Conventional risk tools are no longer fit for 21st century businesses, according to Airmic’s chief executive. John Hurrell said a new approach to risk mapping should be considered and urged members to get involved in the debate on Airmic’s discussion paper on risk and the business model.
Hurrell said: “Many of the biggest risks businesses face now are intangible and interconnected – such as reputational risk, cyber threats and supply chain vulnerability. The conventional tools, such as risk registers and traditional event and scenario-driven risk maps, used for understanding these risks are struggling to cope.”
He pointed to recent survey data from McKinsey which revealed that almost a third of UK companies say their boards have ‘limited or no understanding’ of the risks their companies face. “This is an alarming but revealing statistic,” he said. “We know from our research that boards are waking up to the importance of good risk management, but clearly some directors are struggling to know where to begin.”
Airmic has been working with the Chartered Institute of Management Accountants (CIMA) on a new approach which links risk management to the business model, he said. “The project has very much brought to light the need for a re-think on how we view and assess risk in modern businesses.”
Airmic and CIMA published a preliminary discussion paper in June, Looking through the Risk Lens, which argues that companies should take a fresh approach to risk by explicitly linking a company’s risk vulnerabilities to its business model. According to the paper, boards are under growing pressure to understand and explain the risks facing their business, but many senior executives feel they do not have the right tools and knowledge to have meaningful risk-related conversations and to cut through to the risks at the very heart of the business strategy.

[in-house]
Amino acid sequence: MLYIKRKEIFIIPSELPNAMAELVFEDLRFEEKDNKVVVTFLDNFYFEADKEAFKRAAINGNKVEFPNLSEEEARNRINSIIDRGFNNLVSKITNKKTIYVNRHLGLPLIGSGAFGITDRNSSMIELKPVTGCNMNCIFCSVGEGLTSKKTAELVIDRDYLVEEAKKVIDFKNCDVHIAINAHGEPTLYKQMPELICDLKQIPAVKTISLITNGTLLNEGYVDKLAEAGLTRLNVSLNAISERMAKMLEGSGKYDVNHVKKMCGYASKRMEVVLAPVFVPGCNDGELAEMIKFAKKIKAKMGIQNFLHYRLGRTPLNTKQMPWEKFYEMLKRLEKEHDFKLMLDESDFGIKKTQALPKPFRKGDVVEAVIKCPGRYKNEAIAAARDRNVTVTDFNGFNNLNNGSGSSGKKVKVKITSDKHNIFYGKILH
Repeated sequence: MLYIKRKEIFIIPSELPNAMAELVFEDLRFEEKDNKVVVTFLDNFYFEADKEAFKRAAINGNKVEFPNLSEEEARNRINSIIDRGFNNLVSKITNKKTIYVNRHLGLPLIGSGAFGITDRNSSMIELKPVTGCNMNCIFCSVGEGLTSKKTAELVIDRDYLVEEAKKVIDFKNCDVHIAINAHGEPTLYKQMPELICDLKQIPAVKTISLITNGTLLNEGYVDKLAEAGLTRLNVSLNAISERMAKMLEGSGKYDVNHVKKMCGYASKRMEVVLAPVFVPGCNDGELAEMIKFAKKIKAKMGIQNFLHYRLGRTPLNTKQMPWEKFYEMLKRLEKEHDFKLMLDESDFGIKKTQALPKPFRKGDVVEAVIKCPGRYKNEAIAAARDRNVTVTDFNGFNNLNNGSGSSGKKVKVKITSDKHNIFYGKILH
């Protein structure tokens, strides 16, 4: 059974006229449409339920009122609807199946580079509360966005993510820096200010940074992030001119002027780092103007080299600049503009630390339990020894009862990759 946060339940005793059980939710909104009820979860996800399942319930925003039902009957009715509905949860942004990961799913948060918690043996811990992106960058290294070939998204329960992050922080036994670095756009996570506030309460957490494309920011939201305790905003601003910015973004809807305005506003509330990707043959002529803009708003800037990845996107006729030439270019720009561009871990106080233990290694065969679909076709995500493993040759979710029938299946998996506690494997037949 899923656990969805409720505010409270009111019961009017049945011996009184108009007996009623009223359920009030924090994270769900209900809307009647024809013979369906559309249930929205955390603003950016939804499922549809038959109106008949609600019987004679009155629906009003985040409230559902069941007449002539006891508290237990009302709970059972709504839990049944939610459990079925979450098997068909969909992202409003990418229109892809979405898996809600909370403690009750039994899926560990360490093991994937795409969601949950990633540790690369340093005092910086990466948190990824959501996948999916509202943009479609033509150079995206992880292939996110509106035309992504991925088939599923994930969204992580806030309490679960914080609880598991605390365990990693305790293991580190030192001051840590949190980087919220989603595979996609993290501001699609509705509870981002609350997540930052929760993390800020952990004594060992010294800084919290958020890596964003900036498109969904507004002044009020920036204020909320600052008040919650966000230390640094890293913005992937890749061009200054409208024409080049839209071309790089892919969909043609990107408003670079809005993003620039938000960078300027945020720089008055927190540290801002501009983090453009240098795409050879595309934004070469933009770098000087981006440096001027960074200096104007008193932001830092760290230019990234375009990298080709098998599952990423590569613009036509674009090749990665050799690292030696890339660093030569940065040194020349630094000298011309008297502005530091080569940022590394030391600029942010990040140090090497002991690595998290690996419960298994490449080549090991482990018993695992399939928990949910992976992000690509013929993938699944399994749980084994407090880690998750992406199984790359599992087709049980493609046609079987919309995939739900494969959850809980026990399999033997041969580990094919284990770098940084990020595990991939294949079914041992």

It therefore urges businesses and risk professionals to consider a new approach to risk whereby the four components of a business model – inputs, business activities, outputs and outcomes – are used as a basis for identifying the risks found in each layer of the business’s value creation process.
This will not only allow boards to receive an overarching view of risk but will also make it easier to scrutinise the sustainability of how the business makes money. Airmic and CIMA are now seeking feedback from risk and business professionals on the discussion paper before developing the model further. Hurrell added: “What Airmic and CIMA are proposing is a completely new way of thinking when it comes to risk at the board level. We don’t want to develop our ideas in isolation so we’re hoping for some honest feedback from our members.”
He added that the feedback will inform the next stage of the project: “Once we’ve gathered feedback on our initial report, the next step will be to create a more robust and comprehensive approach to risk mapping that is fit for the 21st century. This won’t happen overnight but feedback from business communities so far is that the demand is really there.”